FCC Chairman Michael Powell will resign today, according to reports from multiple news sources.

Often criticized by many for his positions on landline competition, media ownership and indecency, Powell’s wireless philosophies generally are credited for the bureau’s spectrum policies that encouraged the development of technologies such as Wi-Fi and ultrawideband.

Powell’s most-publicized work came in 800 MHz proceeding designed to prevent commercial wireless carriers from interfering with other users in the band—specifically, public-safety entities. After being disparaged for not moving on the issue sooner, Powell eventually led the negotiations on a unanimously approved order that calls for Nextel Communications to pay for the rebanding of 800 MHz frequencies, provide Nextel with contiguous spectrum that many believe led to its merger announcement with Sprint and secured additional spectrum for public safety.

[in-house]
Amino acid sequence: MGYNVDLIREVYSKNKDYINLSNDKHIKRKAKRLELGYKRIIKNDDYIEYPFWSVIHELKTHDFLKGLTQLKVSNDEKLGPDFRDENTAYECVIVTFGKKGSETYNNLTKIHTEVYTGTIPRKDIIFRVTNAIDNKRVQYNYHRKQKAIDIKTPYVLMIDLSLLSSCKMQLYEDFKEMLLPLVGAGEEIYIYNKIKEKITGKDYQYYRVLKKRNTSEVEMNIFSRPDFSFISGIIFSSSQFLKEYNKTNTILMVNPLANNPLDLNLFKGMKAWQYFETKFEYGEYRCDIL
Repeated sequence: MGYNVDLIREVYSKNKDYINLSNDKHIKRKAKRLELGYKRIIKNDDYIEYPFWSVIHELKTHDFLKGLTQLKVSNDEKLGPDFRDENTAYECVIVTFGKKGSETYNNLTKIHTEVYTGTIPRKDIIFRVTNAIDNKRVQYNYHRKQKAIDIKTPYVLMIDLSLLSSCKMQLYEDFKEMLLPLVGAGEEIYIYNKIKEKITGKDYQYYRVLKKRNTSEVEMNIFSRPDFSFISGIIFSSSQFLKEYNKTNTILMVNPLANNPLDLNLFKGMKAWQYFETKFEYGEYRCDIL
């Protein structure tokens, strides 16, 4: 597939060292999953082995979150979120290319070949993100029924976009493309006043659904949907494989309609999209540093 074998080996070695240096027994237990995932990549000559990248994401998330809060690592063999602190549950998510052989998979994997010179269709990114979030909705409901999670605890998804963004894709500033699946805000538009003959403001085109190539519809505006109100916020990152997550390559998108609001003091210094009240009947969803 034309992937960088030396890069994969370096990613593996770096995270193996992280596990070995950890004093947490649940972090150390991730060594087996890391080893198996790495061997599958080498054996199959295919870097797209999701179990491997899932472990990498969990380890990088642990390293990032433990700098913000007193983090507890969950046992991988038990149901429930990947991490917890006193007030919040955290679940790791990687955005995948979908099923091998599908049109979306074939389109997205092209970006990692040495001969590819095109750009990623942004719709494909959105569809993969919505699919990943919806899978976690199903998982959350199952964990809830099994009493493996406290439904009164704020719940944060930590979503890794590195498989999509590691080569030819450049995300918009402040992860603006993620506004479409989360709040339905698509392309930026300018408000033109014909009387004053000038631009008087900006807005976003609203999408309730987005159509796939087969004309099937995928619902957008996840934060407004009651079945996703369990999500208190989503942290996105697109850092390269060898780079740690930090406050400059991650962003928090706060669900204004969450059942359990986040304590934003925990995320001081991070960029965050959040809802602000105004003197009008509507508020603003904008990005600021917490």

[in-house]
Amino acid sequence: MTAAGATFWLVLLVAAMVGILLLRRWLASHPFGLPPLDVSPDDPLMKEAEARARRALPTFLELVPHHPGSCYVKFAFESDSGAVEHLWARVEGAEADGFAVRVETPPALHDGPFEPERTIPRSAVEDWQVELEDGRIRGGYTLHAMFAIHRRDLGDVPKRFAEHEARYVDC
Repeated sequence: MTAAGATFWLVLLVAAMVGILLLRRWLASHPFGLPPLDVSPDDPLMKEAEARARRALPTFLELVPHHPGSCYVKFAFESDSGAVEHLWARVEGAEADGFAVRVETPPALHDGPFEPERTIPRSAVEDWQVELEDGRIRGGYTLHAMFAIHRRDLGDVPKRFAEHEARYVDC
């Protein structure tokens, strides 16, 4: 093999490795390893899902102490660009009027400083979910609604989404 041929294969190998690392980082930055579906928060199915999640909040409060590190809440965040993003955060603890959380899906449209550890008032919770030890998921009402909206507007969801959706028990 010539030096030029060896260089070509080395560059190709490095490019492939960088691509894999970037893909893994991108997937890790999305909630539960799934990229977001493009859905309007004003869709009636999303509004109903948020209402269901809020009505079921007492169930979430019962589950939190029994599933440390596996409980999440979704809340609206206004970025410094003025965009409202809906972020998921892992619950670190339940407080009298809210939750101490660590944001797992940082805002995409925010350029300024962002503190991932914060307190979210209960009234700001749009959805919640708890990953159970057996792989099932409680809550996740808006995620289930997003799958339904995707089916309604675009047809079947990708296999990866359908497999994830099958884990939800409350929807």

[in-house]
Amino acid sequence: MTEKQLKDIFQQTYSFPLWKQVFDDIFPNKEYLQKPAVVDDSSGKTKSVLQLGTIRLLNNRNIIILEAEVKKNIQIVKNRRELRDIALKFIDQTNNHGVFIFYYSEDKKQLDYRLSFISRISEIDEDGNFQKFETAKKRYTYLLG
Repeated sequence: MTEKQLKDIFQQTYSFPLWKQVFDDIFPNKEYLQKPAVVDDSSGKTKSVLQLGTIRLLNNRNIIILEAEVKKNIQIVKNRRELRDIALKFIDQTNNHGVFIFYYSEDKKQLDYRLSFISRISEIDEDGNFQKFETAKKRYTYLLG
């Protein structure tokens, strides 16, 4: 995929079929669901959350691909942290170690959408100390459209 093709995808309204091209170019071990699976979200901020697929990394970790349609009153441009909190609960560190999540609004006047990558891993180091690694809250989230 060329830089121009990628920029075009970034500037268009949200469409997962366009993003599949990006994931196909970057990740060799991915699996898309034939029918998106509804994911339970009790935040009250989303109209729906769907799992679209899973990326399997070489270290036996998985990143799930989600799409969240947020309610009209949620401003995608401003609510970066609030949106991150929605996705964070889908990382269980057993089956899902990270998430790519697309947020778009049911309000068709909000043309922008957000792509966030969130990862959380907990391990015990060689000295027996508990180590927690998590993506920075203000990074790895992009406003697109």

None of the stories cited any reasons for the resignation the day after President George W. Bush’s inauguration. Speculation about Powell leaving the FCC had been rampant for more than a year, but many analysts expected him to continue as chairman through this spring in hopes of addressing several pending issues at the agency.

“I’m totally surprised,” said telecom regulatory analyst Andy Regitsky, president of Regitsky & Associates, who said he expected Powell to leave in June. “I find this very, very strange.”

Powell’s departure leaves the commission with two Republicans—Kevin Martin and Kathleen Abernathy—and two Democrats—Michael Copps and Jonathan Adelstein.

Both Martin and Abernathy have been mentioned as possible successors to Powell, but many analysts believe the next chairman will come from outside the agency. Top candidates are believed to be Becky Klein, a former head of the Texas Public Utility Commission; Michael Gallagher of the National Telecommunications and Information Administration; and Janice Obuchowski, a telecom consultant who served in the Commerce Department under the first President Bush. Other names mentioned include former Interstate Commerce Commission Chairman Darius Gaskins and former Federal Trade Commission Chairman Jim Miller.